Ireland has long been recognized as a land where music has truly permeated every part of its culture. After all, how many other countries so proudly display musical instruments on their official flag, coins and official government documents?
As a way to capture the spirit and excitement of the music, the high-octane touring show Celtic Crossroads was created, offering heart-wrenching ballads, foot-stomping jigs and reels, and incredible dance music.
“It tracks the history and influence that Irish music has projected onto the world, along with the energy and passion that only a show so fresh out of Ireland could do,” said the show’s producer and co-founder, Kevin Crosby. “With a focus on keeping the crossroads tradition alive, each performer nurtures this bygone concept and by virtue of their young age and raw talent, high-kick this tradition into the 21st century.”
Each of the musicians is a multi-award-winning champion on several instruments and a very successful artist in their own right, and so the formation of Celtic Crossroads marked the creation of an unprecedented “super group.”
The genesis of the performance troupe dates back to 2005, when Galway-born Crosby was working in an Irish-themed hotel in the United States and was horrified at what he saw there.
“I was very embarrassed in seeing how Irish culture was being portrayed in the U.S. and North America,” he said. “At the same time my brother Eamon was in Australia and when we came back to Ireland, he had a similar experience, so we decided to put on a street show and put together a unique collection of music and dance.”
The Crosby brothers teamed with friend Michael McClintock, now the show’s musical director, and created a fun summer-time street performance theater show, which grew and grew as positive word of mouth spread.
“From the very beginning patrons would say to us that we had finally come up with a truly authentic Irish show, embracing an exciting mixture of music, song and dance,” Crosby said. “In 2007, we became quite ambitious and decided to take it on tour. We never dreamed that it would turn into a show of worldwide audiences at some of the biggest stages.”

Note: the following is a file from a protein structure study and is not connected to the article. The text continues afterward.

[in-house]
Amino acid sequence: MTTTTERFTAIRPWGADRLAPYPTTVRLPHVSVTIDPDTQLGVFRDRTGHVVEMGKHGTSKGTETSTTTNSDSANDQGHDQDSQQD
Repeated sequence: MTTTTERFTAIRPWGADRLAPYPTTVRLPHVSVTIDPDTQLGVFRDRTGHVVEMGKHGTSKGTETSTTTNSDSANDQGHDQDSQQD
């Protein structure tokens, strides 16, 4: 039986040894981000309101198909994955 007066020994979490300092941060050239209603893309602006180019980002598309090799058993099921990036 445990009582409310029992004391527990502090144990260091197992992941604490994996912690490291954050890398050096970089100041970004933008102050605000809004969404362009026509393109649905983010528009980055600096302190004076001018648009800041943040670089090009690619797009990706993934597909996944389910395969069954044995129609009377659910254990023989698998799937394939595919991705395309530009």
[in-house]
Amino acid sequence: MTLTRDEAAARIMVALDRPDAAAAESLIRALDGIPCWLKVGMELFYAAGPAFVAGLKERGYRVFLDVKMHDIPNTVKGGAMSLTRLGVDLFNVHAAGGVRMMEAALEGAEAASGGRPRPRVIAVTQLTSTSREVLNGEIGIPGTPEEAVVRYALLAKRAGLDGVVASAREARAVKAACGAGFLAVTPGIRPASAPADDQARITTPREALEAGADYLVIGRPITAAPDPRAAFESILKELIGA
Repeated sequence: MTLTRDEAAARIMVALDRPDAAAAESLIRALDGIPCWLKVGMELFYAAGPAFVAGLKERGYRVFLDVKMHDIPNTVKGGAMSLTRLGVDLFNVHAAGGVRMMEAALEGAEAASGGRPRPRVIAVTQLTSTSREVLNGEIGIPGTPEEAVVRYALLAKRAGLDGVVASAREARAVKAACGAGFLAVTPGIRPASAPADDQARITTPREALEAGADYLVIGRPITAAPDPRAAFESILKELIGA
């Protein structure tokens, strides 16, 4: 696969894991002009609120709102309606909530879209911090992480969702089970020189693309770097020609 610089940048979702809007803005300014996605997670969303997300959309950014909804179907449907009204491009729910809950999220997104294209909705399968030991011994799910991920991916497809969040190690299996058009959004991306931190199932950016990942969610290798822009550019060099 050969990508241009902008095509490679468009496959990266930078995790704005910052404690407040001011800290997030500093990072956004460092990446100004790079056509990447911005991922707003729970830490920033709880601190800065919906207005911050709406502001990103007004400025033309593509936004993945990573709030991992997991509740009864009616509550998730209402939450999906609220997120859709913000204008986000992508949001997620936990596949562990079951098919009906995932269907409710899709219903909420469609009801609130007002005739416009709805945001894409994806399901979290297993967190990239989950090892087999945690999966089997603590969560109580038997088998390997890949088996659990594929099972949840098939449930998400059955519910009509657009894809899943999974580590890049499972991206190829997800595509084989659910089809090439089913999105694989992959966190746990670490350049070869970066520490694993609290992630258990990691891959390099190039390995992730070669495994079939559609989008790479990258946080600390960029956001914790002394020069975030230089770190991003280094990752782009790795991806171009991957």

In just five years, Celtic Crossroads is doing for Irish music what Riverdance has done for Irish dance. People can see the excitement for themselves when Celtic Crossroads plays two nights, Wednesday and Thursday, at The Barns at Wolf Trap.
“I jumped on the bandwagon when they did their first U.S. tour and they have played here almost every time since,” said Peter Zimmerman, director of program and production for Wolf Trap. “This is a little different than other Celtic acts and has some great production value to it.”
One of the great things about Celtic Crossroads is the commitment to tradition. Since the beginning, every performer who has been part of the show has come from a background with a deep respect for the music.
“The Irish music scene is quite a close-knit community, so quite often some of the cast members have known each other since childhood,” said Diarmaid Hurley, who accompanies the acts on the bodhrán throughout the show. “The main thing I love about it is I’m traveling, living and playing music with a really good bunch of close friends who all come from different places and lives, but who came together through the love of the music.”
Marcus Donnelly, who serves as dance director for the show, feels that the constant stream of new material is what keeps Celtic Crossroads fresh and challenging for all involved.
“Every show is live and there is an energy and excitement which comes with having to perform on time every time,” he said. “Working with the boys and girls of Celtic Crossroads has been a roller coaster ride through hell and high water, from busking on the smallest streets of my hometown in the west of Ireland to sold-out arenas across North America.”